Last year was a tough one for the financial sector in general, but one segment of the sector, fintechs, did relatively well. Financial technology companies like Square and Lemonade were among several that had breakout years.

But not all fintechs outperformed. Some, like Fiserv (NASDAQ:FISV), struggled due to the economic environment and their own internal issues. Fiserv's stock finished 2020 down about 1.5%, its first calendar year with a negative return since 2008. But there are several reasons why this fintech should bounce back strong in 2021.

Goldfish jumping out of bowl full of fish into empty one

Image source: Getty Images.

Fiserv is a market leader in moving money

Fiserv produces the technology that banks and institutions use to move money -- providing payment processing, automated clearing house (ACH), digital banking, and card issuer processing, among other services. As such, it is considered the largest core processor in the U.S. Fiserv also facilitates e-commerce and provides point-of-sale solutions for merchants through its subsidiary Clover, which it acquired in a merger with First Data in 2019.

Overall, Fiserv has 1.4 billion accounts on file, 6 million merchant locations, and 100 million digital banking users, and it does more than 12,000 financial transactions per second.

Fiserv's revenue is generated primarily through fee income, which is a great source of revenue because it is not tied to interest rates and it doesn't involve credit risk like other financial firms. But it is subject to the risk of an economic slowdown, as 2020 showed. During the shutdowns and due to the resulting recession, transaction activity slowed, which means revenue and earnings were down.

But that began to change in the third quarter, as the company reported a 21% increase in revenue to $3.7 billion and a 33% increase in net income to $264 million year over year. The growth was led by an increase in its merchant acceptance business, mainly due to growth in payment volume through its Clover platform. Based on the growth, the company expects adjusted earnings per share to increase at least 11% over the previous year.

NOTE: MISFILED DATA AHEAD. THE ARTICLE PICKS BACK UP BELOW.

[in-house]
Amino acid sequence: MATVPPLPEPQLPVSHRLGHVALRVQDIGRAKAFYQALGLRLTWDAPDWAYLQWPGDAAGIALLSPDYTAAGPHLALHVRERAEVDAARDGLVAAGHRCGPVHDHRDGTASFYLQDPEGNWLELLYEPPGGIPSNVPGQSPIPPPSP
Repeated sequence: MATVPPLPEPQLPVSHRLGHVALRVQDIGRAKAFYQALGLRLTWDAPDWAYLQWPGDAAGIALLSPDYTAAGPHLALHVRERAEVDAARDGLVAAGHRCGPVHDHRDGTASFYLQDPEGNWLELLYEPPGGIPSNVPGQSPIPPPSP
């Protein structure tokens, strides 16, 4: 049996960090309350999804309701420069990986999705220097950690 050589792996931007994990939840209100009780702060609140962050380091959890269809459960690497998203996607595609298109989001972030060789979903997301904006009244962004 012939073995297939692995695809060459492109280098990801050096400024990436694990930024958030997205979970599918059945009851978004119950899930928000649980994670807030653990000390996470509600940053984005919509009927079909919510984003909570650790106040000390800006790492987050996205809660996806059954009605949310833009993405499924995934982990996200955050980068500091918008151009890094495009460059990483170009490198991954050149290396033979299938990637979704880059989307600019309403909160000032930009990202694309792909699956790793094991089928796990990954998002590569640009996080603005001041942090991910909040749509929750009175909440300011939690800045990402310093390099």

The company also signed a long-term agreement at the start of the fourth quarter with the fourth-largest card issuer in the U.S., Alliance Data, to process its co-branded and private-label card programs. This follows deals with Genesis Financial and Atlanticus Holdings in July, both of which are top 25 issuers. These agreements should buoy Fiserv's earnings in 2021 as the recession fades and the economy continues to grow.

Acquisition could be a game-changer

The pandemic and recession hampered Fiserv's earnings and stock price in 2020. The last time the company had a negative return for a calendar year was 2008, during the Great Recession. It came out of that down year with a 33% return in 2009, and I wouldn't be surprised to see another bounce-back this year.

The First Data acquisition will provide the company with added scale and complementary services through its merchant and point-of-sale services. It could really be a game-changer for Fiserv. The Clover platform showed unexpectedly high growth last year in a recession, so it should provide a bigger earnings boost as the economy improves.

Last year was spent integrating, but in 2021, the company expects to see $800 million in savings from cost synergies on top with $1.2 billion in savings over the long term. It also expects to see $150 million in revenue synergies in 2020 -- up from a projected $100 million.

The savings, along with the company's terrific free cash flow, should allow Fiserv to pay down the massive debt it brought over from First Data. Through the third quarter it had about $20.9 billion in long-term debt, but the company expected to pay down $1.5 billion in 2020 and meet its leverage target in the second half of 2021, CFO Robert Hau said on the third-quarter earnings call. Based on projected consensus earnings growth of 22% in 2021, the stock's high price-to-earnings ratio today should come down into a manageable range.

Fiserv has been an earnings machine over the years, and with its acquisition of First Data, it should widen its moat as a leader in its niche space as a core processor and merchant acquirer. Expect this stock to break out of its slump in 2021.

This article represents the opinion of the writer, who may disagree with the “official” recommendation position of a Motley Fool premium advisory service. We’re motley! Questioning an investing thesis -- even one of our own -- helps us all think critically about investing and make decisions that help us become smarter, happier, and richer.